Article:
In response to Send It Snail Mail, Casey Craig commented:
One thing I do when mailing out postcards is to have my name printed on the front along with the image. That way your name is visually linked with your image and if anyone decides to pin up your postcard they always know who the artist is without having to take it down and flip it over.
Add your name to the front of your postcards.
This is a terrific tip that I didn’t want you to miss. Galleries understand this. They usually have their gallery name on the front–perhaps in combination with the artists’ names. It’s part of their branding that helps you remember them.
Next time you get something in the mail from another artist or gallery, notice the writing that is on the front along with the image. See how the text helps you remember the name of the artist in relation to the work.
You can also put your name on the front of the note cards you print for your own use. Around the border of the image, add something like one of the following.
- A Note from Casey Craig
- Thank You from Casey Craig
- Birthday Wishes from Casey Craig
Got other postcard tips? Leave 'em here and help out your fellow artists.
15 thoughts on “Add your name to the front of your postcards”
Alyson, Thank you so much for featuring my work. Glad I could share something useful.
Thanks for all you do!
I always put my web site url on the front of my postcards. It is my name so it kills two birds with one stone.
Casey: My pleasure. Thank you for sharing.
Linda: That works, too!
Alyson you’re just so good at pointing out these blindingly obvious things that I never do! 😀
I’d love to see other artists’ examples of their postcards or invites, by the way. To see basics. Yesterday I saw an invite on a black background and it looked amazing (Lisa Call’s next show) – I had never even considered a black background.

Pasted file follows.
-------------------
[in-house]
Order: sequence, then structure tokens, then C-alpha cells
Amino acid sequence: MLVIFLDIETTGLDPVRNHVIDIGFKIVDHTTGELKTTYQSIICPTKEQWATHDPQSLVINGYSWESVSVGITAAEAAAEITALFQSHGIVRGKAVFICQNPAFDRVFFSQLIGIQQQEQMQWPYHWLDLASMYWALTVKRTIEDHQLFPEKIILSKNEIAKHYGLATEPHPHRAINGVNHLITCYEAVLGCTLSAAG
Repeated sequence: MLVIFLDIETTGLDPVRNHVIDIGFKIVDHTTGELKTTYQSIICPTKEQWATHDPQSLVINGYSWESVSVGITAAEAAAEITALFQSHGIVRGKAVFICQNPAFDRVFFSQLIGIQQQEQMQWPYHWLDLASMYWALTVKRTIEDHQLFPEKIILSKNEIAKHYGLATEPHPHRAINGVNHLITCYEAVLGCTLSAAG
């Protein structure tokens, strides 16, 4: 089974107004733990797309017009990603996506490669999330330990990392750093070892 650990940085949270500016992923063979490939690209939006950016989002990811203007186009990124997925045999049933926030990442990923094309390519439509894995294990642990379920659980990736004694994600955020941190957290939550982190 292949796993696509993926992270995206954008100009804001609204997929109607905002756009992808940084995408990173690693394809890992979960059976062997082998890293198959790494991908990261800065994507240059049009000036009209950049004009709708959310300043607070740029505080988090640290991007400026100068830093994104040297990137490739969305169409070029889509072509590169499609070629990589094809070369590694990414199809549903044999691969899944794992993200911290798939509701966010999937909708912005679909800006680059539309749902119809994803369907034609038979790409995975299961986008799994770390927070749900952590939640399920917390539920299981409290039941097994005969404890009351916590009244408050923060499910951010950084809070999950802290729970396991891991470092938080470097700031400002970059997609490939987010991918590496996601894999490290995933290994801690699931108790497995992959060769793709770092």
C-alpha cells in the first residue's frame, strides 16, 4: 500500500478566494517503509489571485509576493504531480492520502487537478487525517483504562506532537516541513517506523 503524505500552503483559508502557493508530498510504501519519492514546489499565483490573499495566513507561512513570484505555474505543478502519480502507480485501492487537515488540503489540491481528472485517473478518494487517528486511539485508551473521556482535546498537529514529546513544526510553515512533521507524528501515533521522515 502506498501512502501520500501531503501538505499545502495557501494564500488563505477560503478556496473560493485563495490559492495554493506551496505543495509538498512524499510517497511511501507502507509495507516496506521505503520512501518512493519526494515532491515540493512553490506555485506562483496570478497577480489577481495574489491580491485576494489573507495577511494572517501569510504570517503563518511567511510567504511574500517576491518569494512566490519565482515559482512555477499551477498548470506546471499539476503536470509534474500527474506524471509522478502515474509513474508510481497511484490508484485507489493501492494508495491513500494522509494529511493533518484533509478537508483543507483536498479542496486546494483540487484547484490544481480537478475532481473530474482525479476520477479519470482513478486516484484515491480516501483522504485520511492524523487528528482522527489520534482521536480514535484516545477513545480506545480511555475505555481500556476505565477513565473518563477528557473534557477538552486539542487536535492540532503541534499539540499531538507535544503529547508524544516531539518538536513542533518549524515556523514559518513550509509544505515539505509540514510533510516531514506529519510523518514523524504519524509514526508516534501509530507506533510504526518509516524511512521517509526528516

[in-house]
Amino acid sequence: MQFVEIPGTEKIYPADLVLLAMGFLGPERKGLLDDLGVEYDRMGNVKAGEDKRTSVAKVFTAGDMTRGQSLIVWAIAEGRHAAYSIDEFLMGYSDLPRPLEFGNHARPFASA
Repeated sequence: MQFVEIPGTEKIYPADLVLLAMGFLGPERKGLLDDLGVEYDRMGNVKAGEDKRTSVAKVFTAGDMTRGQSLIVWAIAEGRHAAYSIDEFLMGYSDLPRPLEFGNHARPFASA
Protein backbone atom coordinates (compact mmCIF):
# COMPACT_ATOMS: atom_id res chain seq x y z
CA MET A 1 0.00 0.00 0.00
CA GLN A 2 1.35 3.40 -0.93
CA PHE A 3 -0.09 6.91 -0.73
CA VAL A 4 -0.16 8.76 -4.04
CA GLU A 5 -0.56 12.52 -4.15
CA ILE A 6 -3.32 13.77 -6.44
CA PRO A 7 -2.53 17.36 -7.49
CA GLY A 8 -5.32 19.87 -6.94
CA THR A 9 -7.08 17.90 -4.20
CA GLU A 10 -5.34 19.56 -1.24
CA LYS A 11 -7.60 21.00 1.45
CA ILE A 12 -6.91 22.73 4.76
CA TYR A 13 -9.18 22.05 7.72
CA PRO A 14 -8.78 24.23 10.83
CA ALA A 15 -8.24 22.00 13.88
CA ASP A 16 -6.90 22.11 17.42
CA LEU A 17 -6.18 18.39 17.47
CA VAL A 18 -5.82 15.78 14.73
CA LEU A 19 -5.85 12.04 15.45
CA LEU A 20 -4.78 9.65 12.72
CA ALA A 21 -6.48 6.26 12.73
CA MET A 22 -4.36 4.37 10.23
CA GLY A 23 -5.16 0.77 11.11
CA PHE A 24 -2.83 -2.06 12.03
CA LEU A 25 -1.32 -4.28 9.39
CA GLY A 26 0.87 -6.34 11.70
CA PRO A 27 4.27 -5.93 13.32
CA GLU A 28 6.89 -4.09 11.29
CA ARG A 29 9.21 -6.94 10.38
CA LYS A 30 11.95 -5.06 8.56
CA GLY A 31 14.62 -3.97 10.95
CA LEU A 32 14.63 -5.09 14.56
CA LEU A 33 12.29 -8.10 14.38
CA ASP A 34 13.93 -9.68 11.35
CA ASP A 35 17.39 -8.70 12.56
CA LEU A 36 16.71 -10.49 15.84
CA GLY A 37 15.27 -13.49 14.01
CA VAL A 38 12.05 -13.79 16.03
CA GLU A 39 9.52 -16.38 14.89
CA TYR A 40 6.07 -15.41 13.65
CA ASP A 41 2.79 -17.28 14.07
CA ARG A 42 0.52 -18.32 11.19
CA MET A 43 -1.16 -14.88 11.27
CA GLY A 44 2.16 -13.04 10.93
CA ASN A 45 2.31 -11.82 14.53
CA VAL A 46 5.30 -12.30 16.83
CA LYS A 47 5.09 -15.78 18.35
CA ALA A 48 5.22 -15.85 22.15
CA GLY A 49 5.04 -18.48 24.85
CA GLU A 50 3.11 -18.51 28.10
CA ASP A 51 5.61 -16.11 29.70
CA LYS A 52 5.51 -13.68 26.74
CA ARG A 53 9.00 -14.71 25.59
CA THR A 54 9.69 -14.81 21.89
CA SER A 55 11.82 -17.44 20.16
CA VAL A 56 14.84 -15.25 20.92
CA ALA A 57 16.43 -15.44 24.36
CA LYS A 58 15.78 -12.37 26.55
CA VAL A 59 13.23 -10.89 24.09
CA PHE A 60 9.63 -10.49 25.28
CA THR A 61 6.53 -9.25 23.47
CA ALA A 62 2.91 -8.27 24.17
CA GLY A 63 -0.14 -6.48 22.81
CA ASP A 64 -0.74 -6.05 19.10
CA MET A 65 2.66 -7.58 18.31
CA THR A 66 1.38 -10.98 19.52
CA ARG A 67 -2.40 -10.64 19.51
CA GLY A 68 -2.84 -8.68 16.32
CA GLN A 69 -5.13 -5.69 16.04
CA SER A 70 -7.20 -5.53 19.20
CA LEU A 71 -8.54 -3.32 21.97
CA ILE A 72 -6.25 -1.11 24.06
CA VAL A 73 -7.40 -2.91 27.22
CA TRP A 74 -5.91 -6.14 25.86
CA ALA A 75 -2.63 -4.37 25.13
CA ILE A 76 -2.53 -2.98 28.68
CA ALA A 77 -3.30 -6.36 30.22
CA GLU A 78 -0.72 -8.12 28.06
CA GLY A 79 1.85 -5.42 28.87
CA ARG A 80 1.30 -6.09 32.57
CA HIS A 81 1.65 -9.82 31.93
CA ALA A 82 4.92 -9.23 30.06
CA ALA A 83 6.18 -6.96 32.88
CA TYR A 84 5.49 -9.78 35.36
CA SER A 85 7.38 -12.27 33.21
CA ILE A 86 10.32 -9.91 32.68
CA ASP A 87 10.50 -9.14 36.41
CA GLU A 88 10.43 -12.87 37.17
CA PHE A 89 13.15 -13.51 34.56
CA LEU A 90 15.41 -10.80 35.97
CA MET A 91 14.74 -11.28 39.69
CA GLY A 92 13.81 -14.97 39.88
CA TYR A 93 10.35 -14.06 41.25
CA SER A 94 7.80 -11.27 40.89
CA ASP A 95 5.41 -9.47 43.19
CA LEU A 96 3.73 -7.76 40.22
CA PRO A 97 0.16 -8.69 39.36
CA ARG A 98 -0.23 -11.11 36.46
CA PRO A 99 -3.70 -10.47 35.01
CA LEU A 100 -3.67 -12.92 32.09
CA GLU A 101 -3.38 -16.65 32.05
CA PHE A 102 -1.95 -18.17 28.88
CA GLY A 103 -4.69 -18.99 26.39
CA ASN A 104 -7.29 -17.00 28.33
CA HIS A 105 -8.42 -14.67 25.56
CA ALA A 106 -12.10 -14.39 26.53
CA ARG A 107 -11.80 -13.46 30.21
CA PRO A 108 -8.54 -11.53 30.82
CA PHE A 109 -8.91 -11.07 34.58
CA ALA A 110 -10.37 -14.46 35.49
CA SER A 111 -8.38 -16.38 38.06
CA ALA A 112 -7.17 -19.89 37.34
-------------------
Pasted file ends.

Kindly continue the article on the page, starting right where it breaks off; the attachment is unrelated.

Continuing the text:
Tina: I am fairly sure that I wouldn’t like your work on a black background. Most of the time I don’t like black (SO harsh), but sometimes it looks just fine. Be careful. Black can weigh down a work.
Always! You are branding yourself just as any other business brands itself. I just recently created a new postcard with lots of thumbnails on a black background for mailings and studio handouts, and of all the postcards and bookmarks, that one is frequently picked up first.
To get a look at the design you can take a peek here:
I only did this for the first time on my last postcard….and NOT because I knew it was the right thing to do! Thank you Alyson for putting our attention on these very important details!
The front of my postcard has an image of one of my Ancestress shadow boxes, and type which says: Michelle Davis Petelinz invites you to…
This has served me well in inviting customers to shows, and informing my mailing list members of various newsy events. I purposely did not use my business name since between the time I did the postcard design and now, I’ve changed it!
Your name on the front of the postcard in a complimentary font is a great idea – for some unknown reason have done that for years! Then you can repeat your name on the info side or not, giving yourself more space for good design, or other info. my work is abstract, so black in the background often works well, or a very deep version of a color that compliments the image.works even better…
I am just about to order some postcards. Thank you so much for this tip….. and all the other wonderful advice you share with us.
I’ll definitely keep this in mind for my next postcard order. So simple yet so not thought of before! Thanks Alyson and Casey!
Great suggestions. I recently had postcards printed with the title and my name printed under the image of the painting.
Pingback: Implement a Postcard Strategy — Art Biz Blog
In terms of “branding”, create a style for both sides of your card. If you send them frequently (and especially if not) then folks will recognize YOUR card before they even read it. Design simply, making sure your painted image is front and center. Yes, do have your name and site URL (URL does not need the “http://www” part!) On the mailer side can have great styling. Be sure to prioritize your text with the most important things in larger type, down to the details in smaller type. Another tip: if you are designing it yourself and you are not a graphic designer, use ONE font family, not multiple styles. For instance, if you choose Times, you can use the std font plus italics or bold for emphasis. Too many people shoot themselves in the foot by using too many fancy fonts. The reader will just tune the card out, just like a click-off of a web site.
Pingback: The 3 Ds of Real Mail Marketing « Art Biz Blog